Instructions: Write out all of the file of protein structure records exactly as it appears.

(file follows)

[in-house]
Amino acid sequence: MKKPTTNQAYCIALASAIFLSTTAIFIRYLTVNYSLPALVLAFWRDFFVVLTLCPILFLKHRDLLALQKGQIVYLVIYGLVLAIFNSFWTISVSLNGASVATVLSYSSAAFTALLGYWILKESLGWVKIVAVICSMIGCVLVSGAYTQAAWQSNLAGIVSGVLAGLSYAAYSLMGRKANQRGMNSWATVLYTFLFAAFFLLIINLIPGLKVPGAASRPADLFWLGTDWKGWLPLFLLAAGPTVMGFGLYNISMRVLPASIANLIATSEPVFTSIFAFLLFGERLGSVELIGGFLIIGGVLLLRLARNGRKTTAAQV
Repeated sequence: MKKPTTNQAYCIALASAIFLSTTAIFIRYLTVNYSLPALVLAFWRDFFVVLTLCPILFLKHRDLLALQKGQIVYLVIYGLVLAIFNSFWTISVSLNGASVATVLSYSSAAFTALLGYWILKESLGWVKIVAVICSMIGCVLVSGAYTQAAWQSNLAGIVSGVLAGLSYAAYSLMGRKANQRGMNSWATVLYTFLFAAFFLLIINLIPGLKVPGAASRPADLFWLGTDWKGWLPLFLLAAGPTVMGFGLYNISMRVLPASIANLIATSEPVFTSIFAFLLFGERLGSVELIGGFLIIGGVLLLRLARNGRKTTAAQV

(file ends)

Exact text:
[in-house]
Amino acid sequence: MKKPTTNQAYCIALASAIFLSTTAIFIRYLTVNYSLPALVLAFWRDFFVVLTLCPILFLKHRDLLALQKGQIVYLVIYGLVLAIFNSFWTISVSLNGASVATVLSYSSAAFTALLGYWILKESLGWVKIVAVICSMIGCVLVSGAYTQAAWQSNLAGIVSGVLAGLSYAAYSLMGRKANQRGMNSWATVLYTFLFAAFFLLIINLIPGLKVPGAASRPADLFWLGTDWKGWLPLFLLAAGPTVMGFGLYNISMRVLPASIANLIATSEPVFTSIFAFLLFGERLGSVELIGGFLIIGGVLLLRLARNGRKTTAAQV
Repeated sequence: MKKPTTNQAYCIALASAIFLSTTAIFIRYLTVNYSLPALVLAFWRDFFVVLTLCPILFLKHRDLLALQKGQIVYLVIYGLVLAIFNSFWTISVSLNGASVATVLSYSSAAFTALLGYWILKESLGWVKIVAVICSMIGCVLVSGAYTQAAWQSNLAGIVSGVLAGLSYAAYSLMGRKANQRGMNSWATVLYTFLFAAFFLLIINLIPGLKVPGAASRPADLFWLGTDWKGWLPLFLLAAGPTVMGFGLYNISMRVLPASIANLIATSEPVFTSIFAFLLFGERLGSVELIGGFLIIGGVLLLRLARNGRKTTAAQV